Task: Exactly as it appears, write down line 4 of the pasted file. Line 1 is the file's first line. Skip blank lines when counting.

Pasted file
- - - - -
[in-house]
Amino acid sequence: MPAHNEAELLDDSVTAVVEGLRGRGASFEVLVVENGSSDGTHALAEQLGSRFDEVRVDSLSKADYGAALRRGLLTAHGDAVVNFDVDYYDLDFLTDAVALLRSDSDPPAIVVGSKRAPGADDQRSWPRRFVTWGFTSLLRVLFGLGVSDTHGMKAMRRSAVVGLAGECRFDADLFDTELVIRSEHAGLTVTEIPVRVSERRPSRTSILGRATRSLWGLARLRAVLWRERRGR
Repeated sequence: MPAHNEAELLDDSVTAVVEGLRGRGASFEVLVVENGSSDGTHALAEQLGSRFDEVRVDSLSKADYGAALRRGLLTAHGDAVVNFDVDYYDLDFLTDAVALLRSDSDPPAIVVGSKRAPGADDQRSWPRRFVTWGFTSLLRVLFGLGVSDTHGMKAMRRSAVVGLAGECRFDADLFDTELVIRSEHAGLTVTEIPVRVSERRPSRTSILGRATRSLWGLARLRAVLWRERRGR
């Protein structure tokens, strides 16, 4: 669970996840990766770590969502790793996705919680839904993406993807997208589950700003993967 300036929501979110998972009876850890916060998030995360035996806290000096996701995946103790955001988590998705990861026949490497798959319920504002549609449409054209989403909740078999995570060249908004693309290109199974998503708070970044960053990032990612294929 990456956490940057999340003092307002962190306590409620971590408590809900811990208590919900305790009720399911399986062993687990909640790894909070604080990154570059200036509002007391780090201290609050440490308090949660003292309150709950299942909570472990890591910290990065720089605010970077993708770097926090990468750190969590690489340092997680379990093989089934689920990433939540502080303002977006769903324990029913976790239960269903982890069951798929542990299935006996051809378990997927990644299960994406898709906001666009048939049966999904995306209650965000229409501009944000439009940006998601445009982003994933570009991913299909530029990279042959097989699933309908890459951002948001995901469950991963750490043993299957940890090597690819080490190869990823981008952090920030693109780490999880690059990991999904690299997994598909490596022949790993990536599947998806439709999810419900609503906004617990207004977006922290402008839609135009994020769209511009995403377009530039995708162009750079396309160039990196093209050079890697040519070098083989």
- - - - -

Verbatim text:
């Protein structure tokens, strides 16, 4: 669970996840990766770590969502790793996705919680839904993406993807997208589950700003993967 300036929501979110998972009876850890916060998030995360035996806290000096996701995946103790955001988590998705990861026949490497798959319920504002549609449409054209989403909740078999995570060249908004693309290109199974998503708070970044960053990032990612294929 990456956490940057999340003092307002962190306590409620971590408590809900811990208590919900305790009720399911399986062993687990909640790894909070604080990154570059200036509002007391780090201290609050440490308090949660003292309150709950299942909570472990890591910290990065720089605010970077993708770097926090990468750190969590690489340092997680379990093989089934689920990433939540502080303002977006769903324990029913976790239960269903982890069951798929542990299935006996051809378990997927990644299960994406898709906001666009048939049966999904995306209650965000229409501009944000439009940006998601445009982003994933570009991913299909530029990279042959097989699933309908890459951002948001995901469950991963750490043993299957940890090597690819080490190869990823981008952090920030693109780490999880690059990991999904690299997994598909490596022949790993990536599947998806439709999810419900609503906004617990207004977006922290402008839609135009994020769209511009995403377009530039995708162009750079396309160039990196093209050079890697040519070098083989």